One of my network groups for innovation leaders had an interesting Q&A session with the CEO of an 8,000 people strong company. The objective of the meeting was to get a better idea on how CEO’s view and approach innovation. We definitely met this objective.
One of the questions to the CEO was what he would like to see from the innovation people within his company. His reply came promptly: Bigger products, please.
By this, he means that he would like to cut-down on the number of products rather having a hand-full of products with big revenues than having a large portfolio of products with smaller revenues.
Fewer, but bigger products, make sense in many ways. One thing is that a company can better focus and perhaps even decrease the complexity of their business. However, there are also risks associated with such a strategy.
If you pursue bigger products in terms of revenue, you also set the bar high early in an innovation process. Does this project have the potential to become a big product? If you do not get a clear positive answer, then you might be more inclined to drop it.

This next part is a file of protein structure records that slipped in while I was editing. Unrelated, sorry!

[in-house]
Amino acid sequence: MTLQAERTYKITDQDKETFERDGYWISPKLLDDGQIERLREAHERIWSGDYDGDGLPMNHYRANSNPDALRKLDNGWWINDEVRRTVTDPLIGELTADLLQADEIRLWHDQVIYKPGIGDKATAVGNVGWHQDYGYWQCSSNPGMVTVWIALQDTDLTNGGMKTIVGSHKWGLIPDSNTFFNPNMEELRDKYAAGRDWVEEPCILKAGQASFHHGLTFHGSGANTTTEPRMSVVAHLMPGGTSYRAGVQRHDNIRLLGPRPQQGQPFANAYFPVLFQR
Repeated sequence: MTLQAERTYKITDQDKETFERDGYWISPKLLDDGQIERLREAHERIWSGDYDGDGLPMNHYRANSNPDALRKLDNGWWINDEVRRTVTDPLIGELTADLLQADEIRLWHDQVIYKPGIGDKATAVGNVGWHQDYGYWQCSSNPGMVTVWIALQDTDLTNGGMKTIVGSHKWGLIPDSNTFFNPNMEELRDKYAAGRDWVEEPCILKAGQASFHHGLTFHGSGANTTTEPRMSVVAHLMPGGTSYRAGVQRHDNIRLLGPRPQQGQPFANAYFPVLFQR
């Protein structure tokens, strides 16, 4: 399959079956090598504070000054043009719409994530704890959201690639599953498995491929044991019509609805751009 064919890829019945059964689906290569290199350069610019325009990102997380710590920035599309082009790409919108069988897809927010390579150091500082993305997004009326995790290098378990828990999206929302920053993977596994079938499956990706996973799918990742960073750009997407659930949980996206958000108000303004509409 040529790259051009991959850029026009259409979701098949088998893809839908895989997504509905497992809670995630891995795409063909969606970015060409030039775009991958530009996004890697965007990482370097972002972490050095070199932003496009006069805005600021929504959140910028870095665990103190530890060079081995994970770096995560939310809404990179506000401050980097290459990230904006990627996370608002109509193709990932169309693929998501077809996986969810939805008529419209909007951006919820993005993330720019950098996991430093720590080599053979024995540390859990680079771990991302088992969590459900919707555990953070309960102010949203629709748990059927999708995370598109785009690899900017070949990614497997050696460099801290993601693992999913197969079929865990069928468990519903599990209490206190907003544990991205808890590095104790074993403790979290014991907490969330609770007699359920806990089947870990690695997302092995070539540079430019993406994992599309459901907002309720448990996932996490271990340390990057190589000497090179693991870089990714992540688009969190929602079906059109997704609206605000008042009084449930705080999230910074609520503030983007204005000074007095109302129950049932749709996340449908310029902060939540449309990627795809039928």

This in dangerous in times where it is getting increasing difficult to predict market success due to the overall faster pace of change. Perhaps the project could be turned into a big product with a slightly different approach and a bit more patience? Now, we will never now.
And what if you fail with a big product launch? Then you suddenly have a big gap in your revenue stream. This scenario could lead companies to take a more cautious approach in which they do not take the risks that often are necessary exactly in order to create products that connect in a big way with customers. Perhaps a strong focus on creating big products will only deliver incremental innovation in the long run.
The CEO made a very convincing overall case for innovation in his company, but I am not fully sure how companies should approach such a big products strategy. Let me know what you think.